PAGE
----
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It was Gary Player who once said, in response to claims that he enjoyed remarkable fortune extricating himself from bunkers: "You know, the funny thing is, the more I practise, the luckier I get." These words might have been echoed by another South African, Lance Klusener, at the 1999 World Cup. He stalked out to bat, carrying a three-pound weapon, with all the menace of the soldier he once was, crew-cut under his helmet, muscular frame hidden beneath baggy shirt. Klusener already had a reputation as an exceptionally effective tail-end slogger - but prepared by smiting up to 100 balls every day from a bowling machine.
"Of course cricket is about luck," he says. "Balls go in the air and fall in gaps, but hitting does not just happen. You have to learn to improvise and swipe - and be at peace with what you do."
Thus chance turns into science. He swung match after match South Africa's way: 52 off 45 balls turned the tables on Sri Lanka at Northampton; 48 off 40 sealed England's fate at The Oval; 46 off 41 pulled the game with Pakistan at Trent Bridge from the fire. It was hardly his fault Zimbabwe won at Chelmsford. Arguments will continue for ever about his role at the very last gasp when South Africa went out at Edgbaston, but remember had already almost transformed desperation into delight.
In nine matches, the left-handed Klusener smashed 281 runs off 230 balls, only tow of which cost him his wicket. When he was finally out, to Gavin Larsen on the 28th day, it brought to an end a one-day international record stretching back to February of 400 runs without dismissal. Almost two-thirds of his World Cup runs came in front of square on the on side.
His main skill was supposedly his aggressive, fast-medium bowling. He claimed 17 wickets (18 had not Herschelle Gibbs dropped Steve Waugh, disastrously, at Headingly), and his fielding was excellent - Klusener stood out as the player of the tournament.
LANCE KLUSENER was born in Durban on September 4, 1971. He grew up on his parents' sugar-cane farm, and would retain the independence and shyness of a country boy. His companions were largely the children of black farm workers, with whom he talked in Zulu and played garden games of football and cricket. His team-mates still call him "Zulu".
Though his father played polo, sport did not feature large in the family. As a boarder at Durban High School, he made the first team, as a batsman, only in his final year. It was not until his military service - which he extended from one to three years for want of anything else to do - that he attracted attention.
Denis Carlstein, the manager of Natal, saw potential in his bowling, and recommended that Klusener attend provincial nets. There, he was spotted by the late Malcolm Marshall, Natal's Barbadian overseas player, and in 1993-94 was drafted into the first eleven, where he flourished under Marshall's guidance. "Malcolm did not believe in interfering with the way you played," Klusener recalls. "He liked to hit the ball and so did I. He told me not to stop - and to never stop attacking as a bowler."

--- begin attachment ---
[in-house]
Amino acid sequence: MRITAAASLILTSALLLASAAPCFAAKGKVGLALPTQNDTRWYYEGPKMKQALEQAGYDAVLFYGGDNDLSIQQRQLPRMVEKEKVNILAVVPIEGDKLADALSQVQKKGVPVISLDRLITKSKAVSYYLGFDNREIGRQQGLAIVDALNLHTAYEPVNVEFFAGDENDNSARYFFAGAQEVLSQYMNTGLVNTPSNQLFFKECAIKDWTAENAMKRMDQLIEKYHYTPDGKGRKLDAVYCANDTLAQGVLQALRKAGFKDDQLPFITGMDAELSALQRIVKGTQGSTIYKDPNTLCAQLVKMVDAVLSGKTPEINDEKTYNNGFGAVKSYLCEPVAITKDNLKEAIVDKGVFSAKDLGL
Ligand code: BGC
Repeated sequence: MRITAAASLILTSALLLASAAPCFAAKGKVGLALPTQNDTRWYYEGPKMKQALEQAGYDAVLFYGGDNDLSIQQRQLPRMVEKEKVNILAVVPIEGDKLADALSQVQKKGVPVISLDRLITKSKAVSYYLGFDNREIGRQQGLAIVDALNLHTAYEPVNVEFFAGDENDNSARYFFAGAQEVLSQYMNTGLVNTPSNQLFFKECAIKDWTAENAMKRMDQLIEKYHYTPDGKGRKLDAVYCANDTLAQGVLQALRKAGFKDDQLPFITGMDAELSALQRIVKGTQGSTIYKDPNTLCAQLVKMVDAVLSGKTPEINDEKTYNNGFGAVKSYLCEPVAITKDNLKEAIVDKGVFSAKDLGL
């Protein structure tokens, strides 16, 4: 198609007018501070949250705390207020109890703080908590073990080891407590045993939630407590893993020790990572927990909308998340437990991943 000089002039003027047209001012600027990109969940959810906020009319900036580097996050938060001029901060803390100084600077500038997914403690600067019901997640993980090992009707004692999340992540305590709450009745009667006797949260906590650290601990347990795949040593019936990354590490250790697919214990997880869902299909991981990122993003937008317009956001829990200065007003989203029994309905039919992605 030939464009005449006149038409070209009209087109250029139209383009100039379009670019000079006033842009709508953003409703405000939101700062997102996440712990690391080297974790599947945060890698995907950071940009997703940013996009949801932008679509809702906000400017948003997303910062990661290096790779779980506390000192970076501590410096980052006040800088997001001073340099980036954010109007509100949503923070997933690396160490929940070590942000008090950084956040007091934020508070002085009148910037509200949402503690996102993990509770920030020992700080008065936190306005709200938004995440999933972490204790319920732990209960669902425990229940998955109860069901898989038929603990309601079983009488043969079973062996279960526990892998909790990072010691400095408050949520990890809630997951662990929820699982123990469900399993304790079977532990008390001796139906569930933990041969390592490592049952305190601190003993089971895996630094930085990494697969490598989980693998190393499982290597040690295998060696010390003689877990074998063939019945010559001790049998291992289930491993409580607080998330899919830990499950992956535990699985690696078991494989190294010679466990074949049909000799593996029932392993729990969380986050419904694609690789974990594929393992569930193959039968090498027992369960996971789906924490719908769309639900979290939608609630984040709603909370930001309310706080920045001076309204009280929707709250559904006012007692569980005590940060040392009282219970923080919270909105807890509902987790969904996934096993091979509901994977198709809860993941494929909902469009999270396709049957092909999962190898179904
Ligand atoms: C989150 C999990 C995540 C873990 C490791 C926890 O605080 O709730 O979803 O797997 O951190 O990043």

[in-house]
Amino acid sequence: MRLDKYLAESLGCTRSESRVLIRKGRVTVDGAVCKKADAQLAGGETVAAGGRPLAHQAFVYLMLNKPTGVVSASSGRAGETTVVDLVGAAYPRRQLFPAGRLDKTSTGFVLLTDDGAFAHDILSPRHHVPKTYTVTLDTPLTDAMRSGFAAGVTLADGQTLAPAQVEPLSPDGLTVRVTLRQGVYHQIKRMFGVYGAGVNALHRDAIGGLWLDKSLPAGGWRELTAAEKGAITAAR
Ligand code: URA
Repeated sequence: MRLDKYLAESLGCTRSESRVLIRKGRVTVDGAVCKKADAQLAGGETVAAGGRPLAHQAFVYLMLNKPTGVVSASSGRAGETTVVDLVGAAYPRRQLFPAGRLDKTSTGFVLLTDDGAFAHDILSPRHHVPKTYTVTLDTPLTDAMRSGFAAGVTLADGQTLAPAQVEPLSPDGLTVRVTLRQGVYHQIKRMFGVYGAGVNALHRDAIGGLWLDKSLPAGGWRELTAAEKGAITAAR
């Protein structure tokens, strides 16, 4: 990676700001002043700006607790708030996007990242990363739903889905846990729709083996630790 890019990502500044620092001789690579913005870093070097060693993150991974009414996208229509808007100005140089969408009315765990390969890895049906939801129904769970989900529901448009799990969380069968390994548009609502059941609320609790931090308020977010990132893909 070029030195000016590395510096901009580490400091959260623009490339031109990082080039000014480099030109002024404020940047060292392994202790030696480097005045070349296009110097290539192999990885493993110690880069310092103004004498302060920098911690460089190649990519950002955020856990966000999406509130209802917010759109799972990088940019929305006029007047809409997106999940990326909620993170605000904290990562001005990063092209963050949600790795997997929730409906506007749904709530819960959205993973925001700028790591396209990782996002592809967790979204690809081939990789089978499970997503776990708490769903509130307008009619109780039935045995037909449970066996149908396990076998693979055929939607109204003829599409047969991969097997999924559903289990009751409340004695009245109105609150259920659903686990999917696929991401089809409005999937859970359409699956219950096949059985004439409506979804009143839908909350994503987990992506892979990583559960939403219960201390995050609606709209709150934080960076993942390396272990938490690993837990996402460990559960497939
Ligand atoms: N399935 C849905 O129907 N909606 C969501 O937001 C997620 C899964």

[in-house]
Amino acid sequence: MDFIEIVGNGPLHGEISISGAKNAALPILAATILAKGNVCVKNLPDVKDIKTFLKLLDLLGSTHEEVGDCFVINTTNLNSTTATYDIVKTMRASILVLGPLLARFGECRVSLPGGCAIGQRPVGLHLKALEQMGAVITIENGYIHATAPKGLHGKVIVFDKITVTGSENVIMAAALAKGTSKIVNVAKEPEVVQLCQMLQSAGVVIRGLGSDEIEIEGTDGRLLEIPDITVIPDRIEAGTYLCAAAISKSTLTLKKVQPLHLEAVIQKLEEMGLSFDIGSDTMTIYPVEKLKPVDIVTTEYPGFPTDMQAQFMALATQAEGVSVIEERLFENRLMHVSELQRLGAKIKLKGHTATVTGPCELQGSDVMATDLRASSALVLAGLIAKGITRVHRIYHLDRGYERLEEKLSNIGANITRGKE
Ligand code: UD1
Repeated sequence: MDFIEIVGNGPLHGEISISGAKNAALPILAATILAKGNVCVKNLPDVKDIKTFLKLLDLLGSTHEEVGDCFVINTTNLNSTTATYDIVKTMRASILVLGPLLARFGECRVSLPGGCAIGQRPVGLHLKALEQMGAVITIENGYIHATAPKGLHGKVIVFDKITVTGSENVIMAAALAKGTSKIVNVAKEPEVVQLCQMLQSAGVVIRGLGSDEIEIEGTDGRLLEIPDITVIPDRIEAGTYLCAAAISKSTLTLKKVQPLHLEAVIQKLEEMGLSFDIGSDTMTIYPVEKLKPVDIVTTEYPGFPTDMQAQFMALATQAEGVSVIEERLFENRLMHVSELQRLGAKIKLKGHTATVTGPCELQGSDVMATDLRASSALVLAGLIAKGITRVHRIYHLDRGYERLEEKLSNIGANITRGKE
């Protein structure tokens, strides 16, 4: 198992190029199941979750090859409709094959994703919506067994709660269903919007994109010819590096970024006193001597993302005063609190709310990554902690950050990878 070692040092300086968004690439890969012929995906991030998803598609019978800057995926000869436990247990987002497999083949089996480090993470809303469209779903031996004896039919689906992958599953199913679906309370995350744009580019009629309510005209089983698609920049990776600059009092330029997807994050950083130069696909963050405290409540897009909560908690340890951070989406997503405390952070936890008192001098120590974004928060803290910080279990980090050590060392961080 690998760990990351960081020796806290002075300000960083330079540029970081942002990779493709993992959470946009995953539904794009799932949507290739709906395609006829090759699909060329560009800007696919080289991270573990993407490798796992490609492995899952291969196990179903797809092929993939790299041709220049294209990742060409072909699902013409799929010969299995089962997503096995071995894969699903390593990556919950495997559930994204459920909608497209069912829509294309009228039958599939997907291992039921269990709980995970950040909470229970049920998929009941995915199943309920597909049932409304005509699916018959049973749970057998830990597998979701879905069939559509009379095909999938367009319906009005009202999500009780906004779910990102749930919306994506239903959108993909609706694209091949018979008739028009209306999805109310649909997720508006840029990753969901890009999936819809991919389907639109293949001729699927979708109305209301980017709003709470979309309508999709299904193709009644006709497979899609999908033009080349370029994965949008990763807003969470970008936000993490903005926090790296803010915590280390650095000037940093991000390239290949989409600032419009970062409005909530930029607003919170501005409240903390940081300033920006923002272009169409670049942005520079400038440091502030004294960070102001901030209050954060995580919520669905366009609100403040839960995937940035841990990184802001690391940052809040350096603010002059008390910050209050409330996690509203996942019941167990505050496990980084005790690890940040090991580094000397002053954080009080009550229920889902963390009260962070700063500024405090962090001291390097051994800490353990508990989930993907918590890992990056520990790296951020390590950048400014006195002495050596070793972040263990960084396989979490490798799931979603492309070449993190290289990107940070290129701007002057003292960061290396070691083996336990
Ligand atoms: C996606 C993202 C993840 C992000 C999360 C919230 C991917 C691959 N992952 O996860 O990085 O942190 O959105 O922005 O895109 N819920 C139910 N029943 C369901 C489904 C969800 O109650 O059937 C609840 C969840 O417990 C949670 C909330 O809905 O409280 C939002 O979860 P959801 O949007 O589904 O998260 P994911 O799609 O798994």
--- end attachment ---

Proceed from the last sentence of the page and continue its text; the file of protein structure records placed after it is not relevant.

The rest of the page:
His development was now swift. Three years later, he made his Test debut and immediately established a reputation as a man for a crisis. In his first match, he took eight second-innings wickets on a flat pitch in Calcutta after Alan Donald broke down, and in his fourth he swept to what was then the fastest Test hundred in South Africa's history - 102 off 100 balls - against India in Cape Town. Only ten Test cricketers had previously scored a hundred and taken eight wickets in an innings; Klusener had achieved the double in five weeks. He saved the next game with cool batting.
A brilliant Test career beckoned, but by the World Cup he had not come close to repeating these performances. As a lower-order batsman and reluctant stock bowler, he was struggling for a meaningful role, calling himself "a fill-in bowler who can bat a bit". That description had to be revised after he scored 174 against England in the Port Elizabeth Test in December 1999.
In one-day cricket, though, his fearlessness in tight corners was already considered essential. His six off the last ball, an attempted yorker by Dion Nash, to settle a match in Napier in March 1999 gave warning of the pyrotechnics to come. Klusener believes the turning point for him as a batsman was the ankle injury that cut short his tour of England in 1998. After surgery, he was told not to bowl for several months and focused on fine-tuning his batting.
For all the World Cup games he won, Klusener will probably be best remembered for his part in the game that saw his side eliminated - his two blunderbuss boundaries off the first two balls of Damien Fleming's last over and Donald missing his call in the melee moments later, when one run would have put them in the final.
In hindsight, there were ten other ways we could have done it, but when you are out there it's not easy," he says. "You forget that you haven't quite finished the job. We thought we had won it. Maybe we should have communicated more." Maybe Chance was simply reasserting its hold over one of the most calculating hitters the game has seen.